We have lately seen a small deluge of stories about the report from the Centers for Disease Control (CDC) that the fertility rate for American born women in the United States is well below the replacement rate. It notes variations by geography and ethnicity, with South Dakota and Hispanic women still being above the replacement rate, but pretty much everyone else falling below it.
Whether this is a problem depends on one’s perspective. Sheila Bair, who used to run the Federal Deposit Insurance Corporation (FDIC), sees it mostly as a source of economic opportunity, while recognizing that having a larger pool of old people relying on a smaller work force may pose problems in the near term.
Some ecologists argue that a smaller population is good from the perspective of reducing the harm humans almost inevitably cause the natural environment, especially given the expectations and living standards of developed countries like the United States.
On the other hand, Paul Ryan, in his policy wonk (!) disguise, thinks that the solution to the problem he, personally, has with Social Security and Medicare is for younger couples to have more children, thus increasing the number of young people in the population. This is a typically short-sighted, purely ideological, stupid, Republican response. It persists with the pretense that individual choices are the only way to solve large, public problems.
It’s especially dumb because it flirts dangerously with two policy areas Republicans should want to stay well away from. For one, anyone who really wants to increase fertility could strike some easy blows in that direction by making it easier to have babies. The fertility rate in the United States was notably high in 1800 and declined steadily throughout the 19th century, until it was about half in 1900 of what it had been in 1800. In 1905, President Theodore Roosevelt raised the same issue, speaking about the specter of “race suicide.”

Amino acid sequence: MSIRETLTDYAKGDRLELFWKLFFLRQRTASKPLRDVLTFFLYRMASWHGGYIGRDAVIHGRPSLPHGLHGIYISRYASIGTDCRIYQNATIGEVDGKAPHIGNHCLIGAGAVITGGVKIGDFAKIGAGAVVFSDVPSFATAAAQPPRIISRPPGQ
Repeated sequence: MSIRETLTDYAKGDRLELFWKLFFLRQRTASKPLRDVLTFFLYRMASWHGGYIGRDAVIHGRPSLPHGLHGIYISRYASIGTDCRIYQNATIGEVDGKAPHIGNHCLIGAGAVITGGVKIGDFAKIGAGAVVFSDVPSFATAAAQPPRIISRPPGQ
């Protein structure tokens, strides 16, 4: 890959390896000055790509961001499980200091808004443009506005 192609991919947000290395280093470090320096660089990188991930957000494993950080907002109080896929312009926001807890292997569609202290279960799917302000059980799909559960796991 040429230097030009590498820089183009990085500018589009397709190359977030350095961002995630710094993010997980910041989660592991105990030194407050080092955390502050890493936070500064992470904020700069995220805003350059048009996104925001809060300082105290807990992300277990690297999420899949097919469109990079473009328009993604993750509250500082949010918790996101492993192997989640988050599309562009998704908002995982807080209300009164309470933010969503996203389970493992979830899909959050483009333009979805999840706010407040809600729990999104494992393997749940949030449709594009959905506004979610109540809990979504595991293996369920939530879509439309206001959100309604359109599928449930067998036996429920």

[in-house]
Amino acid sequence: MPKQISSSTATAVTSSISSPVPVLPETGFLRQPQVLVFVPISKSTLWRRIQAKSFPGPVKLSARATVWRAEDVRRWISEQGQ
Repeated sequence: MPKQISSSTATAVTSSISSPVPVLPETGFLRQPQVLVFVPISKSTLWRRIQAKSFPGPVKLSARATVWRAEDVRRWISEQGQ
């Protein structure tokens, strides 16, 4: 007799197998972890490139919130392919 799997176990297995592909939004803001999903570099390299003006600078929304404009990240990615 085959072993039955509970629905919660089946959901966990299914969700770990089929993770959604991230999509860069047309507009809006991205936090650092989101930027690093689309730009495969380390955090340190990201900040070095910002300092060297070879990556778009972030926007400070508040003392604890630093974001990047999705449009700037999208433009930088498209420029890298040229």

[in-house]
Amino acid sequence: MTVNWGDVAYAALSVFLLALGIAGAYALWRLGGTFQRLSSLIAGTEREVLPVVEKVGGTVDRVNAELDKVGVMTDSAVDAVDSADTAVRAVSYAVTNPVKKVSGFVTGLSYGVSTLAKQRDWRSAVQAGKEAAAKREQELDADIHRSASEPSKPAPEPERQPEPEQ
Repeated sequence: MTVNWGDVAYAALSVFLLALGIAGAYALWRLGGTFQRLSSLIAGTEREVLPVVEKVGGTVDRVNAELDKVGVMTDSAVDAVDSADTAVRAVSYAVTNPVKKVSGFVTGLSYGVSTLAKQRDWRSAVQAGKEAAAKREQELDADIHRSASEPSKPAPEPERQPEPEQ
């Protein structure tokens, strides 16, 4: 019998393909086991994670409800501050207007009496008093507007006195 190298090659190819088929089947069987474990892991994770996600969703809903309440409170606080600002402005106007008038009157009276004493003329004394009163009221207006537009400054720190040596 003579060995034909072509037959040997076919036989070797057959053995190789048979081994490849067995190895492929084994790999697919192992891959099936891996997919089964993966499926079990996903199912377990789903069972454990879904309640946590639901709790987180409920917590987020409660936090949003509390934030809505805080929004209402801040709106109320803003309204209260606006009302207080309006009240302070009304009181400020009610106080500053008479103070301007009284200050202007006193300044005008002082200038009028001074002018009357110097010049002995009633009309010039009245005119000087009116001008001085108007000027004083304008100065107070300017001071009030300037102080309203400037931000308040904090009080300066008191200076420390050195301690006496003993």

Women would be more likely to have more children, and to start having them earlier, if they did not have a huge quantity of student debt to pay, if they could be sure of having reliable access to heath care, including prenatal care and well baby care, to plenty of food to feed their babies, and to day care. Pretending that only individual women, or married couples, can or should solve these problems by themselves is simply stupid. These are all factors in the decision to have children that government can make a substantial contribution to.
Second, notice that the one group who has a fertility rate above replacement level is Hispanics, but of course, our current Republican president has made it his policy to demonize Hispanic persons, building his entire campaign around idiotic policy proposals to try to minimize the number of Hispanic immigrants enter the country and making life difficult for the ones who are here. Canada, those wacky liberals to the north, are actually encouraging immigration. Can you imagine such a thing! How could they!
What will likely happen in 2019 after the CDC report is pretty much what happened after Roosevelt sounded the alarum about “race suicide” in 1905: nothing. We will continue to argue about immigration policy until someone, likely Democrats, finally manage to pass a reform statute. No telling what that will look like. Ryan left the House of Representatives pushing a covertly racist policy of handing a number of special visas to the Irish, which amounts to a backdoor maneuver to reinstate the explicitly racist National Origins Quota System for immigration to the U.S., which obtained from the 1920s until 1965, when the civil rights impulse led Congress to abolish it.
In the long run, regardless, we will likely muddle along as we always have, mostly just ignoring this alleged problem and watching the fertility rate either continue to decline or hold steady for the foreseeable future.